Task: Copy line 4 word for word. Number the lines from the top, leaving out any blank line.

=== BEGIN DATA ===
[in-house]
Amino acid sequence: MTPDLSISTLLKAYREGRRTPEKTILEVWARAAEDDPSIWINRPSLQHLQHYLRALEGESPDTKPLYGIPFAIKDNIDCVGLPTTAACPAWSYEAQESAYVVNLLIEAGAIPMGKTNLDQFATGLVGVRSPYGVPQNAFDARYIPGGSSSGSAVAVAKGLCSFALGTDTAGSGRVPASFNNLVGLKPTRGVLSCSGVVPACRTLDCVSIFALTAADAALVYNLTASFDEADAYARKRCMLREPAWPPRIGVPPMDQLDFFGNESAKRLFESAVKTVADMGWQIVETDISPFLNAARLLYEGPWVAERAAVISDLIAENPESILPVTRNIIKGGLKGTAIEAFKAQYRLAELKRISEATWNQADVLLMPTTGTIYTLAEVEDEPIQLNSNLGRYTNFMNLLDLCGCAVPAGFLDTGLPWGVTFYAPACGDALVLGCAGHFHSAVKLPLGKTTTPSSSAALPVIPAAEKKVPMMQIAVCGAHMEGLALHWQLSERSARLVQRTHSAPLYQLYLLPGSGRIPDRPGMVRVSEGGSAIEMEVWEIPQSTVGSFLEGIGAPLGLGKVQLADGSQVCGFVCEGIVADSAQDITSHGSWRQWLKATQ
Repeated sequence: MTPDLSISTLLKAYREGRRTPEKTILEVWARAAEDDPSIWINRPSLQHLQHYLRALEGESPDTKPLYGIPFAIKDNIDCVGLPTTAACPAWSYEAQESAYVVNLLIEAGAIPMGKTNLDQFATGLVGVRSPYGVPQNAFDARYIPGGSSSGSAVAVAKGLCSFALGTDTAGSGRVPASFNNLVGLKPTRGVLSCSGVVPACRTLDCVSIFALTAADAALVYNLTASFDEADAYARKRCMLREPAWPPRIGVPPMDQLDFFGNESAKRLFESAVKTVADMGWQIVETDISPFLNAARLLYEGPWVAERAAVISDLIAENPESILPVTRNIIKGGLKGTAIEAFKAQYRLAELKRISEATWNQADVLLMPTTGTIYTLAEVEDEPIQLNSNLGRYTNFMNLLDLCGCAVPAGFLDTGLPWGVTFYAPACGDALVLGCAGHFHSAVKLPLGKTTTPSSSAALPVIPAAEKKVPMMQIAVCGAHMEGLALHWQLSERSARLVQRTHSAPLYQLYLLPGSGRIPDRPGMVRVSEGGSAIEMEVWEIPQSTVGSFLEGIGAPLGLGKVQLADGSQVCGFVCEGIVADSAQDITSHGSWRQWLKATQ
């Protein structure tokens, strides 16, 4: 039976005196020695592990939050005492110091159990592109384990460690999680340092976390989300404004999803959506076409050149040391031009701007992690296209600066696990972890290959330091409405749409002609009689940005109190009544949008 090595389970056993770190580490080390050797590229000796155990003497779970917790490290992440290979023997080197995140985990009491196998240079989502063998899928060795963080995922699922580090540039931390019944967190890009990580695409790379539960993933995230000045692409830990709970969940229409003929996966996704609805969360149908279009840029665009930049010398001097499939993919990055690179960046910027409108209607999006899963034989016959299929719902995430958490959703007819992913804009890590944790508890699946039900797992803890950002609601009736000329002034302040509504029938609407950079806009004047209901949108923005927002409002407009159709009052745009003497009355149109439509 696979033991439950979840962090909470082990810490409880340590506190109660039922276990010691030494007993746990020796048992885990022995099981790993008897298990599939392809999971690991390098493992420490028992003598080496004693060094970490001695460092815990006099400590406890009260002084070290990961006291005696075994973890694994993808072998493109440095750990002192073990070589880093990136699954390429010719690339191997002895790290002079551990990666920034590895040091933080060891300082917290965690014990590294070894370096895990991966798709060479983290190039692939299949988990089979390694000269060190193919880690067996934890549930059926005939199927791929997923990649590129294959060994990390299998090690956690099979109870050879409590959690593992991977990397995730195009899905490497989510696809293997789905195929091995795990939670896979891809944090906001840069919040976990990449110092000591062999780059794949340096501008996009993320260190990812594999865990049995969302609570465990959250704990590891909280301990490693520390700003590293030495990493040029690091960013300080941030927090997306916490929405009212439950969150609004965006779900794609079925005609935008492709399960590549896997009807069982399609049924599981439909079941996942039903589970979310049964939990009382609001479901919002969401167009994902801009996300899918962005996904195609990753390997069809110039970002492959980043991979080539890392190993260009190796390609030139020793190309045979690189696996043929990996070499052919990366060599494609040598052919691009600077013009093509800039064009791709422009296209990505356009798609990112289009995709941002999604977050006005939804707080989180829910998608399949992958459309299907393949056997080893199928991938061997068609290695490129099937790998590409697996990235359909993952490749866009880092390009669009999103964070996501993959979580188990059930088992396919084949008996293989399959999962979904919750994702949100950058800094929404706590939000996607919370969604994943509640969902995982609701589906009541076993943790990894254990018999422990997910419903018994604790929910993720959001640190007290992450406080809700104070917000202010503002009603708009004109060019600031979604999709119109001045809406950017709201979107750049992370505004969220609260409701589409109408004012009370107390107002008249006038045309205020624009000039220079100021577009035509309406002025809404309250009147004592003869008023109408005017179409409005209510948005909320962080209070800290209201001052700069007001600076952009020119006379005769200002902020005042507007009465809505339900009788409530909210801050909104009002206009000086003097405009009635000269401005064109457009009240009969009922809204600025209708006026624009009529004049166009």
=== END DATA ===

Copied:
């Protein structure tokens, strides 16, 4: 039976005196020695592990939050005492110091159990592109384990460690999680340092976390989300404004999803959506076409050149040391031009701007992690296209600066696990972890290959330091409405749409002609009689940005109190009544949008 090595389970056993770190580490080390050797590229000796155990003497779970917790490290992440290979023997080197995140985990009491196998240079989502063998899928060795963080995922699922580090540039931390019944967190890009990580695409790379539960993933995230000045692409830990709970969940229409003929996966996704609805969360149908279009840029665009930049010398001097499939993919990055690179960046910027409108209607999006899963034989016959299929719902995430958490959703007819992913804009890590944790508890699946039900797992803890950002609601009736000329002034302040509504029938609407950079806009004047209901949108923005927002409002407009159709009052745009003497009355149109439509 696979033991439950979840962090909470082990810490409880340590506190109660039922276990010691030494007993746990020796048992885990022995099981790993008897298990599939392809999971690991390098493992420490028992003598080496004693060094970490001695460092815990006099400590406890009260002084070290990961006291005696075994973890694994993808072998493109440095750990002192073990070589880093990136699954390429010719690339191997002895790290002079551990990666920034590895040091933080060891300082917290965690014990590294070894370096895990991966798709060479983290190039692939299949988990089979390694000269060190193919880690067996934890549930059926005939199927791929997923990649590129294959060994990390299998090690956690099979109870050879409590959690593992991977990397995730195009899905490497989510696809293997789905195929091995795990939670896979891809944090906001840069919040976990990449110092000591062999780059794949340096501008996009993320260190990812594999865990049995969302609570465990959250704990590891909280301990490693520390700003590293030495990493040029690091960013300080941030927090997306916490929405009212439950969150609004965006779900794609079925005609935008492709399960590549896997009807069982399609049924599981439909079941996942039903589970979310049964939990009382609001479901919002969401167009994902801009996300899918962005996904195609990753390997069809110039970002492959980043991979080539890392190993260009190796390609030139020793190309045979690189696996043929990996070499052919990366060599494609040598052919691009600077013009093509800039064009791709422009296209990505356009798609990112289009995709941002999604977050006005939804707080989180829910998608399949992958459309299907393949056997080893199928991938061997068609290695490129099937790998590409697996990235359909993952490749866009880092390009669009999103964070996501993959979580188990059930088992396919084949008996293989399959999962979904919750994702949100950058800094929404706590939000996607919370969604994943509640969902995982609701589906009541076993943790990894254990018999422990997910419903018994604790929910993720959001640190007290992450406080809700104070917000202010503002009603708009004109060019600031979604999709119109001045809406950017709201979107750049992370505004969220609260409701589409109408004012009370107390107002008249006038045309205020624009000039220079100021577009035509309406002025809404309250009147004592003869008023109408005017179409409005209510948005909320962080209070800290209201001052700069007001600076952009020119006379005769200002902020005042507007009465809505339900009788409530909210801050909104009002206009000086003097405009009635000269401005064109457009009240009969009922809204600025209708006026624009009529004049166009």